Back in college in Ann Arbor, I started something similar to New York City’s Open Center. We called our fledgling effort Freedom Center. It got bogged down in fundraising, and I ended up abandoning it to move to NYC to make a living. Partly I let it go because I came to feel Christian Science was more precisely what the world needed to solve its problems, but also partly because I got tired of herding cats. Initially the idea was to create a holistic community as an alternative to the drinking and drug culture on college campuses, but people kept coming to our meetings high, and that simply ran counter to what I had envisioned.
I tell you all this because when I came to NYC in the ’80’s, I had more than a passing interest in the Open Center. I really appreciated what they had achieved. A lot of that was on Ralph White’s shoulders, the man who wrote this memoir. He also had experience at Findhorn and Omega, and many other similar centers around the world.
He is against materialism, consumerism, fundamentalism, and communism, and I agree with him on all that. Most holistic centers do include some things I’m not a fan of, like alchemy and the occult, but they allow one to discern for oneself, encouraging you to only embrace what resonates. And they champion many things I do believe in: education, transformation, spiritual seeking, ecology and sustainability, transcending racism and prejudice, inspiration, hope for and the creation of a positive future, importance of the inner life, and the opening of consciousness. I wish Christian Science had found more of a port in these places, and this is something I may be inspired to provide a bridge for in the future.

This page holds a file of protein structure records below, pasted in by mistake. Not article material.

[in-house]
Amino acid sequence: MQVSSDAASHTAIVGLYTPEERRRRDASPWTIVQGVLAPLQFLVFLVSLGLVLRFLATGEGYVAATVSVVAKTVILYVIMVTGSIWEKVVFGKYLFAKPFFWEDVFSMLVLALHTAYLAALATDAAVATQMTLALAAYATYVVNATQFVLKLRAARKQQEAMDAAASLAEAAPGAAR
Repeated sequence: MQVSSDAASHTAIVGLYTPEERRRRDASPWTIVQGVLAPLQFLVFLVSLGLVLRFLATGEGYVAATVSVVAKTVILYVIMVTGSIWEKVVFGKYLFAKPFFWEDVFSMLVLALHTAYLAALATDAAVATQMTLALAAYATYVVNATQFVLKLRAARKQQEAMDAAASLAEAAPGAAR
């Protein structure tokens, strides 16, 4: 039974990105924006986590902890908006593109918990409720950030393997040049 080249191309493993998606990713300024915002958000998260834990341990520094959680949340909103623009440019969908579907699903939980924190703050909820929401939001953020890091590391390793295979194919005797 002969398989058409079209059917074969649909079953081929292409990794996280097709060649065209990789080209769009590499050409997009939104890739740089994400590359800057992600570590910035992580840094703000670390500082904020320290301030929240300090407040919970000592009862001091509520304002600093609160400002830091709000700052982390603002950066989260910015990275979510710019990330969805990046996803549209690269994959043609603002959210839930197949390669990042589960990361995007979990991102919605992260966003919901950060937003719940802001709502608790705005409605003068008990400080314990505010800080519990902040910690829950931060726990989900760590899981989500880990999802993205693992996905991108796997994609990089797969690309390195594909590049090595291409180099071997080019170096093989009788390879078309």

Ralph White has had some amazing experiences traveling the globe, and is a Rudolph Steiner fan, of whom I’ve not read much more of than Waldorf School stuff. He traipsed through South America, as well as overland into Tibet. There is nudity and drugs discussed here, and much casting about, but there is also a lot of sincere effort at finding a meaningful life for himself, while making the world better in the meantime.
Here are the bits I highlighted:
- “Beneath a brilliant night sky high in the world’s greatest mountains, it was difficult to take the certainties of scientific materialism seriously. How could we know, a mere 200 years after the rise of modern technology, that only the sense-perceptible world is real? It seemed short-sighted to say the least.”